Progress in Iraq

Two vocal critics of the Iraq War went to Iraq and have a surprisingly positive take on the war.

VIEWED from Iraq, where we just spent eight days meeting with American and Iraqi military and civilian personnel, the political debate in Washington is surreal. The Bush administration has over four years lost essentially all credibility. Yet now the administration’s critics, in part as a result, seem unaware of the significant changes taking place.

I think all of us should know, at a gut level, that things were not being handled well for a good while. Those of us who support the war, at least most of us who have not bailed, had an equal sense that things would get corrected if given the time.

It appears that this is happening. By most reports the plan is starting to work. The biggest problem is that the media equates the surge with the plan. They are not the same thing. The surge is just one of a large number of tactical changes. And we’re getting results.

Here is the most important thing Americans need to understand: We are finally getting somewhere in Iraq, at least in military terms. As two analysts who have harshly criticized the Bush administration’s miserable handling of Iraq, we were surprised by the gains we saw and the potential to produce not necessarily “victory” but a sustainable stability that both we and the Iraqis could live with.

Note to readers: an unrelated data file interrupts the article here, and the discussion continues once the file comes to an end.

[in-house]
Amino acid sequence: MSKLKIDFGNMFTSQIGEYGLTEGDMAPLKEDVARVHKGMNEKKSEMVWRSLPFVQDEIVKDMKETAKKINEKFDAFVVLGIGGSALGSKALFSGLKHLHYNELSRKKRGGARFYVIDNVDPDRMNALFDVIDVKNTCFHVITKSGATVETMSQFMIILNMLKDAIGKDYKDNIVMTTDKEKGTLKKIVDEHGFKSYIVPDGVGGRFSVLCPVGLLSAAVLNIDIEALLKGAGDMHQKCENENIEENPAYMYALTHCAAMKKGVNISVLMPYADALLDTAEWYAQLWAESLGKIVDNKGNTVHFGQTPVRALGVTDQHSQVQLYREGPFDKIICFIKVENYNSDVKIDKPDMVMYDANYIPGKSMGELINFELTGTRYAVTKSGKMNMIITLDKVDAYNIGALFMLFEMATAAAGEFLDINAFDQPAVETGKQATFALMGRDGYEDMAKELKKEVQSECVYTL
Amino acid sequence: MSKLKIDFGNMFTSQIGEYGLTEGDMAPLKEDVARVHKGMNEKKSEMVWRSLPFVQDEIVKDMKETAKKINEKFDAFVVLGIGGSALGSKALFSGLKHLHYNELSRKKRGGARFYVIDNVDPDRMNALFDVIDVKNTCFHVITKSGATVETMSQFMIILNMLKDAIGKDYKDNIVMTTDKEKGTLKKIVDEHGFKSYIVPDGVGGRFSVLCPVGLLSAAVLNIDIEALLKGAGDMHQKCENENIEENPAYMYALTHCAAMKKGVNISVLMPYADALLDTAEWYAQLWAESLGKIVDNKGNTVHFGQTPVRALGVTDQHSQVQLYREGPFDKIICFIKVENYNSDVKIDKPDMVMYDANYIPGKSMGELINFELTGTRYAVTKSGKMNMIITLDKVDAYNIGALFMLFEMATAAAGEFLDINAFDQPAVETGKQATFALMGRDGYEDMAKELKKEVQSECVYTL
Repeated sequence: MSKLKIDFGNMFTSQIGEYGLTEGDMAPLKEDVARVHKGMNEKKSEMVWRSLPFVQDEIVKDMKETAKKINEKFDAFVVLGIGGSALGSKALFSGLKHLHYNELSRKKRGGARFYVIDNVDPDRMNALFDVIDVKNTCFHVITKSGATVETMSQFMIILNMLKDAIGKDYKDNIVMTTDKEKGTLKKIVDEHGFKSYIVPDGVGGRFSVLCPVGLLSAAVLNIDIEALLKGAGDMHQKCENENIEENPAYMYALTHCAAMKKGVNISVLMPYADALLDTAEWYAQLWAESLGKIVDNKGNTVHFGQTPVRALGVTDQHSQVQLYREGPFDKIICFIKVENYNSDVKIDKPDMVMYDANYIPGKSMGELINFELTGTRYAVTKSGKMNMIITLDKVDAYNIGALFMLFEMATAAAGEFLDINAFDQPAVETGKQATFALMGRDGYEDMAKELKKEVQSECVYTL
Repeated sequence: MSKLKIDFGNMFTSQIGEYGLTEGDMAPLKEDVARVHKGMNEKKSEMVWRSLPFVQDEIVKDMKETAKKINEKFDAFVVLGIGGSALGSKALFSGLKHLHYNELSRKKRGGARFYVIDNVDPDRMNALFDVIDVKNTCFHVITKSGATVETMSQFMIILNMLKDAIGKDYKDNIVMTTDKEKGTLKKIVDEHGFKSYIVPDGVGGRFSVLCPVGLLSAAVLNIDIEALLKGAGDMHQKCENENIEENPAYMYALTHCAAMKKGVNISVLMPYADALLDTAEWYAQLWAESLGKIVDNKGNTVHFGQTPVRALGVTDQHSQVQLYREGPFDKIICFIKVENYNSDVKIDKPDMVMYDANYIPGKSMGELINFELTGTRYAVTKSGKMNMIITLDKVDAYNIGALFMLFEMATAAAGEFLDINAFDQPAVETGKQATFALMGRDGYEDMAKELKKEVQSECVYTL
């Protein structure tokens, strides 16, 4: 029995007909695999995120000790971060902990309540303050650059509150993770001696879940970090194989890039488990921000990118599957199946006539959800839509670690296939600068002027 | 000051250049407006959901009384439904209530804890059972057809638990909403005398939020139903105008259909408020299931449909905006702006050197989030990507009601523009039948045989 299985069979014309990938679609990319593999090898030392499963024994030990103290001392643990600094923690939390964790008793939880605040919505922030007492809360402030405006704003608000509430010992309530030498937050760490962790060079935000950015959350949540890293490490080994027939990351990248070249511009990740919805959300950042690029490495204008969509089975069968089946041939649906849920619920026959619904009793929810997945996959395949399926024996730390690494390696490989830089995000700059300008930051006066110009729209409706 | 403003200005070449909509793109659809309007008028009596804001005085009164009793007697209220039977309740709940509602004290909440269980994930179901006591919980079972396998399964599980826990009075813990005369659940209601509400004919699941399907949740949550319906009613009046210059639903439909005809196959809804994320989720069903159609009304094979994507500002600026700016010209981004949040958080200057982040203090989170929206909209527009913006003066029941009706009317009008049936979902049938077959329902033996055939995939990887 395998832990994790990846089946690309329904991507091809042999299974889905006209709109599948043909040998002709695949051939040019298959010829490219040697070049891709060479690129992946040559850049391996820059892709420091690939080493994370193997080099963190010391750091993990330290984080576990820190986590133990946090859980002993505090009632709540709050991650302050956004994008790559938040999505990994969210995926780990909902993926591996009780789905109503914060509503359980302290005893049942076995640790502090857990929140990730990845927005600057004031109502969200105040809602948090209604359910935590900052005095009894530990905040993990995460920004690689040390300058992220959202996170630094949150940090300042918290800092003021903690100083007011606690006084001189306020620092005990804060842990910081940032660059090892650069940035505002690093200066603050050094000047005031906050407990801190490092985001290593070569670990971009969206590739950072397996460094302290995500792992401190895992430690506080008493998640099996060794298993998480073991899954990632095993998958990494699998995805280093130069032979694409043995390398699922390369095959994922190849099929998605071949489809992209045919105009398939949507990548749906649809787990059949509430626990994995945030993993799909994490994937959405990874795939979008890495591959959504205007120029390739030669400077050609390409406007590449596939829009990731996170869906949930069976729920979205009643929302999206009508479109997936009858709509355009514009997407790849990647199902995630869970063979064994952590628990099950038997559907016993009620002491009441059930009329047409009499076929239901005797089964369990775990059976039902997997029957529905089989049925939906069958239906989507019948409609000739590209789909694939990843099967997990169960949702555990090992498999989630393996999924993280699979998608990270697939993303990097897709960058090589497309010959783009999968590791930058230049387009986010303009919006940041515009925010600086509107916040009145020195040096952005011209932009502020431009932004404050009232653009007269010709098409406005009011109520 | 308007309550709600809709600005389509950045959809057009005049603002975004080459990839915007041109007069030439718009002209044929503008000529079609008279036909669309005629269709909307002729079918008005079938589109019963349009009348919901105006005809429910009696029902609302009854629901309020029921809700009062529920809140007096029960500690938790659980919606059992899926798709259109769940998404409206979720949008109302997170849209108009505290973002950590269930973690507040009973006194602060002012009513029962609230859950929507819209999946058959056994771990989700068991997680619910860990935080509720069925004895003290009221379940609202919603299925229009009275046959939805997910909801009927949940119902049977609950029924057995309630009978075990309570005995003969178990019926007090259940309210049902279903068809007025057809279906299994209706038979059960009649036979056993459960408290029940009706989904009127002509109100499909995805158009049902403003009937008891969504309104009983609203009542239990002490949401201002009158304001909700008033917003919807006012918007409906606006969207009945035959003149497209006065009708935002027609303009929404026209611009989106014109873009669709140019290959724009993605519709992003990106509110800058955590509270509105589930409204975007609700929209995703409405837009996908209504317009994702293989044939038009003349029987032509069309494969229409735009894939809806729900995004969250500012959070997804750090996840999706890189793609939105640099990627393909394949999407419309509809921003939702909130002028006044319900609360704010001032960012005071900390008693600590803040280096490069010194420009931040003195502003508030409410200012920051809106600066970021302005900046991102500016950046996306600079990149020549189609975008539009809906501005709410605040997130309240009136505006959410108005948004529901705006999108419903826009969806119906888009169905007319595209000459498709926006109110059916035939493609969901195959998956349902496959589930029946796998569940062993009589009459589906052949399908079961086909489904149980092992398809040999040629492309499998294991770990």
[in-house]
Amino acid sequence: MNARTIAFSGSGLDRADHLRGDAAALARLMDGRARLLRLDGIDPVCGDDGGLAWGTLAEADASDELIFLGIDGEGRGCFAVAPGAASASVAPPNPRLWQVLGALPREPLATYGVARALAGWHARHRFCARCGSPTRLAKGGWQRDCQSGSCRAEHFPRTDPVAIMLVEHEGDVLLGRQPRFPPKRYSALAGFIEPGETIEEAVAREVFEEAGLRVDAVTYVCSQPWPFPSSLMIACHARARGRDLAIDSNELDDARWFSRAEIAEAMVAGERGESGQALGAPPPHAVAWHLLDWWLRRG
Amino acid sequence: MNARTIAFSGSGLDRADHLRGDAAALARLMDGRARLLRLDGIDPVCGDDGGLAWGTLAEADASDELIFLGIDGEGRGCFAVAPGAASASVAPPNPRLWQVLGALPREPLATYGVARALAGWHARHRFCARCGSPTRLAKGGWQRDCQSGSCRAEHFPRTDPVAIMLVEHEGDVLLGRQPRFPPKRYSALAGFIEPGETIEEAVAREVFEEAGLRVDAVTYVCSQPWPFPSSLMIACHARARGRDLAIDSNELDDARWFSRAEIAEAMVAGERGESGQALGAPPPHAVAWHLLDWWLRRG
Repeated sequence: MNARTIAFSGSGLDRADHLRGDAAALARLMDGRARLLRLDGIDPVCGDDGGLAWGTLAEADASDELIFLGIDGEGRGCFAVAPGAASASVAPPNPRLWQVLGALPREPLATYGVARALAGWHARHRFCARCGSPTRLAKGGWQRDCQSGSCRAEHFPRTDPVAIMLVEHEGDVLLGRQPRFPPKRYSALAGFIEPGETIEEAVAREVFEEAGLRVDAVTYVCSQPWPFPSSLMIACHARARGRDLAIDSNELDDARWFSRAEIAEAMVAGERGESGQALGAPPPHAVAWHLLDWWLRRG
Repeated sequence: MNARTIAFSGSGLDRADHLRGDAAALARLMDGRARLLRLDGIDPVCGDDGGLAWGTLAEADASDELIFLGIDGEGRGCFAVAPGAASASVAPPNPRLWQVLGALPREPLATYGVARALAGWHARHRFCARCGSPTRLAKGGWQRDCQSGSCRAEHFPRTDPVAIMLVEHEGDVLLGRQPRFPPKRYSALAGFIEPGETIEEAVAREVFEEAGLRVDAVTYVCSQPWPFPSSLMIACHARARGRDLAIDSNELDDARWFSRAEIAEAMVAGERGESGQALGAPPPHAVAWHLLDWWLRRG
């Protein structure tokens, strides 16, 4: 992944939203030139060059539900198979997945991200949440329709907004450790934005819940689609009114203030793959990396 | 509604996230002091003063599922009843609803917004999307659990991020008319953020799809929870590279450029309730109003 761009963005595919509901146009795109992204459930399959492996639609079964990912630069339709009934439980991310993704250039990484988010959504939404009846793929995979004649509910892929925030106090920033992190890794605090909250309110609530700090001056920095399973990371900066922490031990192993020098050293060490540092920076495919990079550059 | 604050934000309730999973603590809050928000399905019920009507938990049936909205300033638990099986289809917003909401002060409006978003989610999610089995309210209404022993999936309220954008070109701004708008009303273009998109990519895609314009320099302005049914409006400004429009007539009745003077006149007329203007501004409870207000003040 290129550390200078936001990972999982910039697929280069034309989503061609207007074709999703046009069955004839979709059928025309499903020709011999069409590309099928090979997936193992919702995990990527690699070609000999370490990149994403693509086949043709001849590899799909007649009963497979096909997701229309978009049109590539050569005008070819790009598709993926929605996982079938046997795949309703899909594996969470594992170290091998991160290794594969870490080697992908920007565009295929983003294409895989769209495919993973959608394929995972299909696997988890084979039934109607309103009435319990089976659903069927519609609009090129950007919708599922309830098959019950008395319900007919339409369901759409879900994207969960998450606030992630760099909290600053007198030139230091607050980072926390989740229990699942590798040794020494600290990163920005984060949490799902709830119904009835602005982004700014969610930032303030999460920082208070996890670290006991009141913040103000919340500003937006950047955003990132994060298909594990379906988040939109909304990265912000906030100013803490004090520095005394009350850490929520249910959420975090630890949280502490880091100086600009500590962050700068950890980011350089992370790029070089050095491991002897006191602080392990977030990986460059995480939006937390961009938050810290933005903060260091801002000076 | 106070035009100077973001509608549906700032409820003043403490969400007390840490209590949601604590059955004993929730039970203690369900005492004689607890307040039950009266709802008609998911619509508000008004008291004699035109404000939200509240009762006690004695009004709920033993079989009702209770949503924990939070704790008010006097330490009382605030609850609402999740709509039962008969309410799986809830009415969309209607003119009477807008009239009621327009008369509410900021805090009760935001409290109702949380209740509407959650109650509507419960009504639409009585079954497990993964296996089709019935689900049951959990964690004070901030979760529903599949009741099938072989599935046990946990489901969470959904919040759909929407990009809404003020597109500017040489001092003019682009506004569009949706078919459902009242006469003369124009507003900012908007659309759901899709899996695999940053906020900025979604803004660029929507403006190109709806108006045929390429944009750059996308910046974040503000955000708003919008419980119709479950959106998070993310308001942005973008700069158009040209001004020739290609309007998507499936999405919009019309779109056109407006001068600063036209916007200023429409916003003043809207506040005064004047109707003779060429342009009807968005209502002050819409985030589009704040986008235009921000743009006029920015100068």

This has been one of the Bush administration’s mistakes. We’re not going to have “victory” in Iraq. We are going to make it possible for the Iraqis to stand up and exert positive responsibility.

And that’s a good thing.

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Erick Erickson

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1 Comment

  • Well I watched Mr. Pollack being interviewed on CNN with Blitzer this afternoon, and he said that he his co-writer would have never gave this title to the op-ed. Pollack went on to back pedal quite a bit by saying that he and the other writer were only in Iraq for eight days on a military sanctioned/guided tour. If you noticed, Pollack did not interview NCOs and grunts in this writing. Any interactions with the soldiers is restricted in order to paint a prettier picture. Pollack said that he was “guardedly optimistic” because there were many problems with the sectarian violence.

    Would I like a win, you betcha but when the war became political in 2004 “Mission Accomplished,” and the decision was made to not fight the fight with the military, the war was a disaster in progress. The war was not a cakewalk and no war is ever a cakewalk. I talked to veterans at Snow’s Memorial last year on Veterans Day, and they were glad they were about to retire, the active duty ones that is because they complained about the politicization of the war. When the autrocities happened at Abu Grah (sp?) that is another chalk in the butt of our military efforts. We lost the trust of the Muslims throughout the world when this was exposed. It is just sickening all of the things that have made our military look bad. The people that did these bad things are not typical of the military, and many of the bad things happened because of contracting out too many activities that the military should have been directly responsible for.